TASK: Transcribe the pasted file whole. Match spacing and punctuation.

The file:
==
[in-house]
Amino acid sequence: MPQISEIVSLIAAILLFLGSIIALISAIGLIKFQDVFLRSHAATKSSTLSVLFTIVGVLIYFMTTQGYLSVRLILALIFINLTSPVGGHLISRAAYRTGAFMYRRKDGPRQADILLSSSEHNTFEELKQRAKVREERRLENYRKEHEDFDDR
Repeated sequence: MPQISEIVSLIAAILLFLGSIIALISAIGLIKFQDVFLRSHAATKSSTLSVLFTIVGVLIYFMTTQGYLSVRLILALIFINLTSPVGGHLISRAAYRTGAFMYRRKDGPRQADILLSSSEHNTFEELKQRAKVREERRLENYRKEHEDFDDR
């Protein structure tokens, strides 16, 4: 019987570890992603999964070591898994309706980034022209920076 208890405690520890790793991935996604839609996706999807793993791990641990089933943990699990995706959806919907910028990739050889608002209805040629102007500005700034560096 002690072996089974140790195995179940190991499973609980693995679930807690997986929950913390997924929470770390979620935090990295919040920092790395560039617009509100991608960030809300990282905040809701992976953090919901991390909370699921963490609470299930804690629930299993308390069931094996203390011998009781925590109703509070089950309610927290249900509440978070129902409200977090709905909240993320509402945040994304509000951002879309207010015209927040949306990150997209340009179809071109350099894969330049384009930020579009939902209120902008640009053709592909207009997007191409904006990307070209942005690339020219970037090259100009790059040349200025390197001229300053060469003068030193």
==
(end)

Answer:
[in-house]
Amino acid sequence: MPQISEIVSLIAAILLFLGSIIALISAIGLIKFQDVFLRSHAATKSSTLSVLFTIVGVLIYFMTTQGYLSVRLILALIFINLTSPVGGHLISRAAYRTGAFMYRRKDGPRQADILLSSSEHNTFEELKQRAKVREERRLENYRKEHEDFDDR
Repeated sequence: MPQISEIVSLIAAILLFLGSIIALISAIGLIKFQDVFLRSHAATKSSTLSVLFTIVGVLIYFMTTQGYLSVRLILALIFINLTSPVGGHLISRAAYRTGAFMYRRKDGPRQADILLSSSEHNTFEELKQRAKVREERRLENYRKEHEDFDDR
């Protein structure tokens, strides 16, 4: 019987570890992603999964070591898994309706980034022209920076 208890405690520890790793991935996604839609996706999807793993791990641990089933943990699990995706959806919907910028990739050889608002209805040629102007500005700034560096 002690072996089974140790195995179940190991499973609980693995679930807690997986929950913390997924929470770390979620935090990295919040920092790395560039617009509100991608960030809300990282905040809701992976953090919901991390909370699921963490609470299930804690629930299993308390069931094996203390011998009781925590109703509070089950309610927290249900509440978070129902409200977090709905909240993320509402945040994304509000951002879309207010015209927040949306990150997209340009179809071109350099894969330049384009930020579009939902209120902008640009053709592909207009997007191409904006990307070209942005690339020219970037090259100009790059040349200025390197001229300053060469003068030193």